Pyramid of Pepi I

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The near-destroyed pyramid of Pepi I once measured about 78.75 metres to a side. With a slope of 53°07'48" it had a height of presumably 52.5 metres. These measurements are conform with the standards for the royal pyramids of the 6th Dynasty
It is now reduced to a low mound of rubble, about 12 metres high. A large crater in the middle has been dug by stone robbers.

Interactive 3D transparency of the Pyramid of Pepi I. Click or tap on the little circles to learn more.
Source: Lehner, Complete Pyramids, p. 158.

With the exception that in Pepi's pyramid, the Pyramid Texts cover more of the walls, its substructure is very similar to that of Teti. The pyramid is entered by an entrance, covered by an entrance chapel and located at ground-level in the centre of the north side of the pyramid. From there, a descending passage goes down into the rock to a horizontal corridor chamber.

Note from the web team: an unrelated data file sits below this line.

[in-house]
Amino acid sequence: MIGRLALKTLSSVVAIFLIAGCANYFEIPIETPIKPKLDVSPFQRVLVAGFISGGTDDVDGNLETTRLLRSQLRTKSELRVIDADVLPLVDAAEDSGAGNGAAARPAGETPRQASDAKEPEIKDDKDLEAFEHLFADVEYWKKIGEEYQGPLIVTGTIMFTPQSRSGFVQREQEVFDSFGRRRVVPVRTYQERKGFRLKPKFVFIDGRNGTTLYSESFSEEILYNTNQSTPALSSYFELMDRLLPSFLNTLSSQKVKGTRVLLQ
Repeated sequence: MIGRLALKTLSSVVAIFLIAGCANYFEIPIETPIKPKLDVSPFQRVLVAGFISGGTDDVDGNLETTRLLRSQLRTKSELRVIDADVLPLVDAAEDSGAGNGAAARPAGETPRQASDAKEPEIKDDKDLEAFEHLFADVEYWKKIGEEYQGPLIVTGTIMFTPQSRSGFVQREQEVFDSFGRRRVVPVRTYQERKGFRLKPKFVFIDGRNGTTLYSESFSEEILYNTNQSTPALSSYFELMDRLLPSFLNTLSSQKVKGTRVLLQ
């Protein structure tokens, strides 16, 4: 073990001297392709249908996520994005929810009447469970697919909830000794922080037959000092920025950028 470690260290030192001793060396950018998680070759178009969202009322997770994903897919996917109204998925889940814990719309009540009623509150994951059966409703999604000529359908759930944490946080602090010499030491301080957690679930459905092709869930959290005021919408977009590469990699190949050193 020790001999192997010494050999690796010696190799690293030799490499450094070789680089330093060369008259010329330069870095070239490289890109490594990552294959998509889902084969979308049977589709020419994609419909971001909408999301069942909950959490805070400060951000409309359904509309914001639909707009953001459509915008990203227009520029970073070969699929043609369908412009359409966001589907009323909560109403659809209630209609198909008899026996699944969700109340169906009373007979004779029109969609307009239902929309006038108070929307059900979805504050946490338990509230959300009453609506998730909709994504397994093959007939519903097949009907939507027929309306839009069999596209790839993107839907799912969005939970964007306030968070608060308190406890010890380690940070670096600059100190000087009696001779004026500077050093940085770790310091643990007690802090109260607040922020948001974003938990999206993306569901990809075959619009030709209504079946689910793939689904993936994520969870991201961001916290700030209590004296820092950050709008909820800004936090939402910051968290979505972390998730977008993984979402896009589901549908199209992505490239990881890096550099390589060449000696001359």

A horizontal passage, once blocked by three portcullis slabs, continues towards the antechamber, to the west of which is located the king's burial chamber. In this burial chamber, a pink granite canopic chest was found, sunk into the floor in front of the sarcophagus and nearby a tightly packed bundle of viscera, assumed to have been Pepi I's. The sarcophagus itself was found empty. It was made of a hard, dark stone and inscribed with a line from the Pyramid Texts.
To the east of the antechamber is located a small chamber with three niches or magazines.

A view inside the restored burial chamber of Pepi I. The ceiling was decorated with stars, and the walls were covered with Pyramid Texts.

A view inside the restored burial chamber of Pepi I. The ceiling was decorated with stars, and the walls were covered with Pyramid Texts.

Except for the 3 niches, most of this pyramid's substructure was 'decorated'. The walls around the sarcophagus in the burial chamber were decorated with the reed-mat booth, as was found in Unas' pyramid as well. Most of the other walls are covered with vertical columns of hieroglyphs, painted green, the colour of re-birth. This was the first -but not the oldest- pyramid to have been found inscribed with a collection of religious texts, spells etc. known today as Pyramid Texts.

Detail of one of the walls inside Pepi I's pyramid, showing the delicately carved Pyramid Texts.


© Jacques Kinnaer 1997 - 2017